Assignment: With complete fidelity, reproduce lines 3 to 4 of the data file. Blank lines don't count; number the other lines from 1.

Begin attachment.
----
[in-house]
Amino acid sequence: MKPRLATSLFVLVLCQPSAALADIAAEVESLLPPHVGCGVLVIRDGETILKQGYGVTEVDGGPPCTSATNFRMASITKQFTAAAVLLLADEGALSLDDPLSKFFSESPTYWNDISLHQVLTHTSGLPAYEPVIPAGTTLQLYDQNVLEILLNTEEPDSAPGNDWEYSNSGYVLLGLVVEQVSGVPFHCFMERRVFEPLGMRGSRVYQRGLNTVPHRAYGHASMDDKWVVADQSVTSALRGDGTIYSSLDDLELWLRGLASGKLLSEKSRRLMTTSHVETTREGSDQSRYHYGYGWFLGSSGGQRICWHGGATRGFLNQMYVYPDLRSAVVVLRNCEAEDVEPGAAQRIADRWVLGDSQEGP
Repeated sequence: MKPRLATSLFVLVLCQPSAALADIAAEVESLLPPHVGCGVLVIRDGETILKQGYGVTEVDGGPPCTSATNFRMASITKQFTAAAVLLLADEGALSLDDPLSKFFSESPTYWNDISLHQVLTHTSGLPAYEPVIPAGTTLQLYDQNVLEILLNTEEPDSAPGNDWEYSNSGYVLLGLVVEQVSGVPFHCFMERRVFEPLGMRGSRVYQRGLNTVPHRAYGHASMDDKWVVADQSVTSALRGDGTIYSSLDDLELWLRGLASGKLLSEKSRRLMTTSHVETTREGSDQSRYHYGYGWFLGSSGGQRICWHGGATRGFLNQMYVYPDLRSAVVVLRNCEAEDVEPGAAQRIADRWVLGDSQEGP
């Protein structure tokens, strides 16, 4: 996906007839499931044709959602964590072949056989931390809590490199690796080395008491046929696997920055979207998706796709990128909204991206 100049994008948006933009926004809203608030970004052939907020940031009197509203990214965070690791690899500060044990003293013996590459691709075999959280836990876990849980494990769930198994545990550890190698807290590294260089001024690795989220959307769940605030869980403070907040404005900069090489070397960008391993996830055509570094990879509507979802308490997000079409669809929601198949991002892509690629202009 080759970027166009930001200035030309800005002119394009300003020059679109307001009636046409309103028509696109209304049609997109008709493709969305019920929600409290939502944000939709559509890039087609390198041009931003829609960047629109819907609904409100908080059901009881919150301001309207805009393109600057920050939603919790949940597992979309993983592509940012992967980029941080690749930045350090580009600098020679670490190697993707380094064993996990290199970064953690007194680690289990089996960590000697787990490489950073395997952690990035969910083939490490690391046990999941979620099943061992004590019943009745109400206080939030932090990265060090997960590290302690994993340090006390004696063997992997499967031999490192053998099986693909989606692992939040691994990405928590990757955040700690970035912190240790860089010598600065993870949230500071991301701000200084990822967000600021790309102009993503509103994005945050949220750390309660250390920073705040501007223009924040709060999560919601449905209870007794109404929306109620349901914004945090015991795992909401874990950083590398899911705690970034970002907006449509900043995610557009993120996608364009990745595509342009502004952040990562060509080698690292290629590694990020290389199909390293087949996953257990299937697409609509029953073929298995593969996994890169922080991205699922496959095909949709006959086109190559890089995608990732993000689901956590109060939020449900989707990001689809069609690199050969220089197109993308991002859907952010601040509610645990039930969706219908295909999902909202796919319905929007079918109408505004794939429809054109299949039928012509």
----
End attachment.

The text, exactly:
Repeated sequence: MKPRLATSLFVLVLCQPSAALADIAAEVESLLPPHVGCGVLVIRDGETILKQGYGVTEVDGGPPCTSATNFRMASITKQFTAAAVLLLADEGALSLDDPLSKFFSESPTYWNDISLHQVLTHTSGLPAYEPVIPAGTTLQLYDQNVLEILLNTEEPDSAPGNDWEYSNSGYVLLGLVVEQVSGVPFHCFMERRVFEPLGMRGSRVYQRGLNTVPHRAYGHASMDDKWVVADQSVTSALRGDGTIYSSLDDLELWLRGLASGKLLSEKSRRLMTTSHVETTREGSDQSRYHYGYGWFLGSSGGQRICWHGGATRGFLNQMYVYPDLRSAVVVLRNCEAEDVEPGAAQRIADRWVLGDSQEGP
């Protein structure tokens, strides 16, 4: 996906007839499931044709959602964590072949056989931390809590490199690796080395008491046929696997920055979207998706796709990128909204991206 100049994008948006933009926004809203608030970004052939907020940031009197509203990214965070690791690899500060044990003293013996590459691709075999959280836990876990849980494990769930198994545990550890190698807290590294260089001024690795989220959307769940605030869980403070907040404005900069090489070397960008391993996830055509570094990879509507979802308490997000079409669809929601198949991002892509690629202009 080759970027166009930001200035030309800005002119394009300003020059679109307001009636046409309103028509696109209304049609997109008709493709969305019920929600409290939502944000939709559509890039087609390198041009931003829609960047629109819907609904409100908080059901009881919150301001309207805009393109600057920050939603919790949940597992979309993983592509940012992967980029941080690749930045350090580009600098020679670490190697993707380094064993996990290199970064953690007194680690289990089996960590000697787990490489950073395997952690990035969910083939490490690391046990999941979620099943061992004590019943009745109400206080939030932090990265060090997960590290302690994993340090006390004696063997992997499967031999490192053998099986693909989606692992939040691994990405928590990757955040700690970035912190240790860089010598600065993870949230500071991301701000200084990822967000600021790309102009993503509103994005945050949220750390309660250390920073705040501007223009924040709060999560919601449905209870007794109404929306109620349901914004945090015991795992909401874990950083590398899911705690970034970002907006449509900043995610557009993120996608364009990745595509342009502004952040990562060509080698690292290629590694990020290389199909390293087949996953257990299937697409609509029953073929298995593969996994890169922080991205699922496959095909949709006959086109190559890089995608990732993000689901956590109060939020449900989707990001689809069609690199050969220089197109993308991002859907952010601040509610645990039930969706219908295909999902909202796919319905929007079918109408505004794939429809054109299949039928012509």